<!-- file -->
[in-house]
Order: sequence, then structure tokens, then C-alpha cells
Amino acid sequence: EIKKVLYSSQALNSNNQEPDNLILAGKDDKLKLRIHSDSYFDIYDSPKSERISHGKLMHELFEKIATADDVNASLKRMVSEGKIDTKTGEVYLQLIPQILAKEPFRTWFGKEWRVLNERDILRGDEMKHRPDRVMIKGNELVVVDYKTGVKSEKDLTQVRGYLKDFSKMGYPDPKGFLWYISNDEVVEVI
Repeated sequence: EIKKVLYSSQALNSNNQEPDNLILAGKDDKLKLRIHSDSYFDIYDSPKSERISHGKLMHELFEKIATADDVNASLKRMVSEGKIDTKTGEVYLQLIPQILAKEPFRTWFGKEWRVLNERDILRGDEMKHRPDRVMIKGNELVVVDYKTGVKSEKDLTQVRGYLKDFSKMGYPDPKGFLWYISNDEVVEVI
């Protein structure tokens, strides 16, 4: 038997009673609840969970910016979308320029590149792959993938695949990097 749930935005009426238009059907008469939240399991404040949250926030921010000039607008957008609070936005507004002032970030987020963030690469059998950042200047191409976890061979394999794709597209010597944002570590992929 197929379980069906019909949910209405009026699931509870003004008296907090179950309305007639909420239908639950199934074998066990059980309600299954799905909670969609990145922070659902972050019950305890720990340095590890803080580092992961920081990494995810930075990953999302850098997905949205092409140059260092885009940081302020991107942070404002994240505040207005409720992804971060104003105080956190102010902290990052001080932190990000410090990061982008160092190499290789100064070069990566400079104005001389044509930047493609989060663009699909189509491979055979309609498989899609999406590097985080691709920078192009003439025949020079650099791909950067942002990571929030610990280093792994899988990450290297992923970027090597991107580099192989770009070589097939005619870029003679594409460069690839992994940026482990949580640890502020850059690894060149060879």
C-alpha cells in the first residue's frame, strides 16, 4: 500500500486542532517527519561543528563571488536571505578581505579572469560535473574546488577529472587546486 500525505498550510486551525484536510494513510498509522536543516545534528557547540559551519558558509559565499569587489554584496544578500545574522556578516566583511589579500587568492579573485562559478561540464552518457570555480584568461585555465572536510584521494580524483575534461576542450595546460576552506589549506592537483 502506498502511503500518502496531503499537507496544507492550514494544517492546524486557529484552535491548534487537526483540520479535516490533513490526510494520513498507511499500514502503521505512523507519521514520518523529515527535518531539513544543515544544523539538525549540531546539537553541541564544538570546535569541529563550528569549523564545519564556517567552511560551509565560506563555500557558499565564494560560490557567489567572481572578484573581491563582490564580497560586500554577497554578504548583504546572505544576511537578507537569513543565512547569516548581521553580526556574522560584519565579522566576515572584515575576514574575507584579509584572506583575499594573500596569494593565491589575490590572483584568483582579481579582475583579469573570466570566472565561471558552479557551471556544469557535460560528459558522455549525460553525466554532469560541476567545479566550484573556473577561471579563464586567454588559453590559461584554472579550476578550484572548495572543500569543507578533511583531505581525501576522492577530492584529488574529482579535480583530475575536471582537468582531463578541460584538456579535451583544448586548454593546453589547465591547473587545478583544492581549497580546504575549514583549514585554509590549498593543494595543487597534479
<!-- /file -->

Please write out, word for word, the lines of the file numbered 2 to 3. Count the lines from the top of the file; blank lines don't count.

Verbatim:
Order: sequence, then structure tokens, then C-alpha cells
Amino acid sequence: EIKKVLYSSQALNSNNQEPDNLILAGKDDKLKLRIHSDSYFDIYDSPKSERISHGKLMHELFEKIATADDVNASLKRMVSEGKIDTKTGEVYLQLIPQILAKEPFRTWFGKEWRVLNERDILRGDEMKHRPDRVMIKGNELVVVDYKTGVKSEKDLTQVRGYLKDFSKMGYPDPKGFLWYISNDEVVEVI